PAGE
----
We stayed in a basic but homely lodge on Loch Lochy, between Fort William and Inverness. The trip was a great success, not only because Ma C won a gold medal in the Inverness Highland Games and I got to indulge my preoccupation with the scaly cryptid, but because it was my first taste of rustic, wilderness adventure and I loved it.
A shy little shrew, which we’d occasionally catch cowering in corners, lived under a floorboard in the room I shared with my brother. At night we’d turn out all the lights in the cabin, except for the ones on the balcony, and wait quietly for the pine martens to come. Much to our delight, they’d slink gingerly around the railings and then devour in plain sight the marmalade sandwiches we’d left out for them.
The lodges – miles from anywhere, with achingly beautiful lake views — are still there, and if tripadvisor is to be believed, the pine martens are too.
No it’s not a typo — that unfortunate punctuation is very much a part of the name of this tranquil little spot, I’m afraid. You shouldn’t come to Nusa Lembongan if you’re looking for refined, slick Balinese resorts with all their apostrophes in the right place though. This little island is all about the slow. Be grateful, in fact, that they bothered to put an apostrophe in – an extra character requires extra energy, after all. And they did that for you.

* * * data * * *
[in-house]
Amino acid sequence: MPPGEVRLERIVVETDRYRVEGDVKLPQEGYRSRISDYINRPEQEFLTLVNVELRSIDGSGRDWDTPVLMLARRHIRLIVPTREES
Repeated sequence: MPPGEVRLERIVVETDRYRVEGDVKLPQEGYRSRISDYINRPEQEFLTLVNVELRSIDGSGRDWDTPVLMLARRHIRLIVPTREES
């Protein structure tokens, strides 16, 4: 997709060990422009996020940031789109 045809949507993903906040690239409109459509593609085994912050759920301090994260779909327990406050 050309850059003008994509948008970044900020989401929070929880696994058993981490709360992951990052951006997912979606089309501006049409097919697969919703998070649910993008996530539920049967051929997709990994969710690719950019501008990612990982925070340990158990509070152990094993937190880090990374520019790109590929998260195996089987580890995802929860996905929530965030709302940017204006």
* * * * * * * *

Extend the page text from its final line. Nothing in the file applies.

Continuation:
They also built this tiny cluster of bohemian bungalows with an infinity pool and ramshackle bar perched just above a wild little cove for you too. Here you’ll find the few other souls who took the slow boat to this cheerful, car-free islet, and hired mopeds to navigate the pothole-ridden hills, just to check that Dream Beach was more than stuff of legend. You’ll find them sprawled on a crescent of golden sand, jumping in the rollers, watching the few local surfers ride the waves haphazardly until long after the day has started to dim.
They’re there right now, some of them, and they’re waiting for you to join them. For you.